While issues of consent when using social media content in research papers remains a thorny ongoing discussion, in certain instances we believe researchers’ decisions are more clear-cut. If social media content is identifiable – that is, if the poster’s face and/or name appears in the post – researchers should either get explicit consent from that person, de-identify the image (such as by blurring the photo and removing the name), or use ethical fabrication (Markham, 2012). Particularly, we strongly argue that when dealing with sensitive contexts, such as stigmatized identities or health issues, a person’s face and name should not be used without permission. As an example, let’s say that a woman posts a picture of herself using the hashtag #IHadAnAbortion in a public Twitter post. A researcher may argue that this photo is publicly available and thus is also available to copy and paste into a research paper. However, this ignores the post’s contextual integrity (Nissenbaum, 2009): when taking the post out of its intended context (a particular hashtag on Twitter), the researcher fundamentally changes the presentation and the meaning of the post. Additionally, on Twitter, the poster has the agency to delete[1] the post at her discretion, a freedom that she loses when it becomes forever embedded into a research paper and all of the digital and physically distributed copies of that paper. Thus, we argue that when including identifiable social media data in papers, researchers should be obligated to receive explicit permission from the person who posted that content, should they wish to include that image in the paper.

[1] Though all tweets are archived by the Library of Congress and thus not fully deletable, they are not readily accessible by the public, and even by most researchers. Furthermore, Twitter’s Terms of Service require those who collect data to periodically check for and remove deleted tweets from their datasets, though it is not clear whether this applies to the Library of Congress (Twitter, n.d.).

References:

Andalibi, N., Ozturk, P., & Forte, A. (2017). Sensitive Self-disclosures, Responses, and Social Support on Instagram: The Case of #Depression. In Proceedings of the 20th ACM Conference on Computer-Supported Cooperative Work & Social Computing. New York, NY, USA: ACM. http://dx.doi.org/10.1145/2998181.2998243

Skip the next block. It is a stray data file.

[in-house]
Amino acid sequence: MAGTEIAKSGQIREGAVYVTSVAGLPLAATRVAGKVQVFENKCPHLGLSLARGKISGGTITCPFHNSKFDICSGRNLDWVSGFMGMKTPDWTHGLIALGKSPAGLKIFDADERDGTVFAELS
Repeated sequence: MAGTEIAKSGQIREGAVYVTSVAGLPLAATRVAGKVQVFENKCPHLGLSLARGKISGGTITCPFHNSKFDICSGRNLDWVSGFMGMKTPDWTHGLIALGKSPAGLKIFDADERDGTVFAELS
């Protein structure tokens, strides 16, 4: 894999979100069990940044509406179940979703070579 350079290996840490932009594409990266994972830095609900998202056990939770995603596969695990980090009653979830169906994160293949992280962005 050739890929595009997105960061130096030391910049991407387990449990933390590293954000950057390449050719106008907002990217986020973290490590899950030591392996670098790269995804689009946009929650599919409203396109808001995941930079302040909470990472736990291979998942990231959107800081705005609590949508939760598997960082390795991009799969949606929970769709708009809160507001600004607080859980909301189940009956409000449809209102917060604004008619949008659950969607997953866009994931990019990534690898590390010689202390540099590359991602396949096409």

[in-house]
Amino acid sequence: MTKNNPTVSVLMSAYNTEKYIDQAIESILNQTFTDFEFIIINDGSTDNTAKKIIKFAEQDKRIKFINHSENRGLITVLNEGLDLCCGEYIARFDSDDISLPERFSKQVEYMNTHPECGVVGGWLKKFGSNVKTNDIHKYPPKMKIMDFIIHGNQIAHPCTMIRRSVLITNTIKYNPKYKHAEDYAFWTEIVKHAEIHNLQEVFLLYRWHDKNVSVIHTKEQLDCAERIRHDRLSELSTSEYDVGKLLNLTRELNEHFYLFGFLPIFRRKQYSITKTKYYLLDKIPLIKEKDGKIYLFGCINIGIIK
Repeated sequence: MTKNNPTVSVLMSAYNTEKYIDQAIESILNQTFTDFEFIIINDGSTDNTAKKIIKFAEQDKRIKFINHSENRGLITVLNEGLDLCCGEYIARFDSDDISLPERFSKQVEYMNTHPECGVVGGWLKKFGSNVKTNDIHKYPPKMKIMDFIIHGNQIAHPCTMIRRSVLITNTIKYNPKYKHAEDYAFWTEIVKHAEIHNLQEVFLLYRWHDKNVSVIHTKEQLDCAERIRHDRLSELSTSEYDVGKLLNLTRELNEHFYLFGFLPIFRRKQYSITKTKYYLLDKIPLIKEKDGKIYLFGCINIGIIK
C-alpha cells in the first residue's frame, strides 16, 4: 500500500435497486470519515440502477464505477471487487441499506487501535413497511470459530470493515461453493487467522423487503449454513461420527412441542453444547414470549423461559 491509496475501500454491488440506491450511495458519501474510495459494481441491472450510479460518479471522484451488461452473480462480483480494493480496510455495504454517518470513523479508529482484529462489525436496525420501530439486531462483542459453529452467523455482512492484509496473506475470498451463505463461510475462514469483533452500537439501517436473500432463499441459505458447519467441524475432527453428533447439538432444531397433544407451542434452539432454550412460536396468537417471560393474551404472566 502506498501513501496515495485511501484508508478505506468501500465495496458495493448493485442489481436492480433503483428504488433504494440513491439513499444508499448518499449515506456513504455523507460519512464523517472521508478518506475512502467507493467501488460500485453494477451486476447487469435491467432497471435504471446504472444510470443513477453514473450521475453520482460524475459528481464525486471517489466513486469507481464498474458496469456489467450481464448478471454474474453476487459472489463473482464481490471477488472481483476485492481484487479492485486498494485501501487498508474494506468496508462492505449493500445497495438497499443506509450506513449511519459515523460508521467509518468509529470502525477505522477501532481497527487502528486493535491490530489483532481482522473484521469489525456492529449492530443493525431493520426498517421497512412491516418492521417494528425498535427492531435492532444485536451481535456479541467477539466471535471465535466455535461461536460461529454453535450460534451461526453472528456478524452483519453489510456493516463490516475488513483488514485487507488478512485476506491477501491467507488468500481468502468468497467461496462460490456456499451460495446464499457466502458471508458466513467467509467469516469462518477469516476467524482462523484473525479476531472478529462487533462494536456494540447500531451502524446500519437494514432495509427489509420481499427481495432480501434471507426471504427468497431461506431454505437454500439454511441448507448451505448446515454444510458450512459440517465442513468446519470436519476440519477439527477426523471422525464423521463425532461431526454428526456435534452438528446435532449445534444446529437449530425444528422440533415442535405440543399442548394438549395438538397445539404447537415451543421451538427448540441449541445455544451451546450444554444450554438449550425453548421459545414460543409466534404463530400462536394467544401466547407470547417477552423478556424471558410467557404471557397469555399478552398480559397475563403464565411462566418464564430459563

Chancellor, S., Lin, Z., Goodman, E. L., Zerwas, S., & De Choudhury, M. (2016). Quantifying and Predicting Mental Illness Severity in Online Pro-Eating Disorder Communities. In Proceedings of the 19th ACM Conference on Computer-Supported Cooperative Work & Social Computing (pp. 1171–1184). New York, NY, USA: ACM. https://doi.org/10.1145/2818048.2819973

Fiesler, C., Young, A., Peyton, T., Bruckman, A. S., Gray, M., Hancock, J., & Lutters, W. (2015). Ethics for Studying Online Sociotechnical Systems in a Big Data World. In Proceedings of the 18th ACM Conference Companion on Computer Supported Cooperative Work & Social Computing (pp. 289–292). New York, NY, USA: ACM. https://doi.org/10.1145/2685553.2685558

Markham, A. (2012). Fabrication as Ethical Practice. Information, Communication & Society, 15(3), 334–353. https://doi.org/10.1080/1369118X.2011.641993

National Health and Medical Research Council. (2012, February 10). Chapter 2.3: Qualifying or waiving conditions for consent. Retrieved December 13, 2016, from https://www.nhmrc.gov.au/book/national-statement-ethical-conduct-human-research-2007-updated-december-2013/chapter-2-3-qualif

Nissenbaum, H. (2009). Privacy in Context: Technology, Policy, and the Integrity of Social Life. Stanford University Press.

Pater, J. A., Haimson, O. L., Andalibi, N., & Mynatt, E. D. (2016). “Hunger Hurts but Starving Works”: Characterizing the Presentation of Eating Disorders Online. In Proceedings of the 19th ACM Conference on Computer-Supported Cooperative Work & Social Computing (pp. 1185–1200). New York, NY, USA: ACM. https://doi.org/10.1145/2818048.2820030 Twitter. (n.d.). Developer Agreement & Policy —

Twitter Developers. Retrieved December 13, 2016, from https://dev.twitter.com/overview/terms/agreement-and-policy

The contributors:
Oliver L. Haimson (University of California, Irvine) – EmailBio
Nazanin Andalibi (Drexel University) – Bio
Jessica Pater (Georgia Institute of Technology) – Bio

This post may be cited as:
Haimson O, Andalibi N and Pater J. (2016, 20 December) Ethical use of visual social media content in research publications. Research Ethics Monthly. Retrieved from:
https://ahrecs.com/uncategorized/ethical-use-visual-social-media-content-research-publications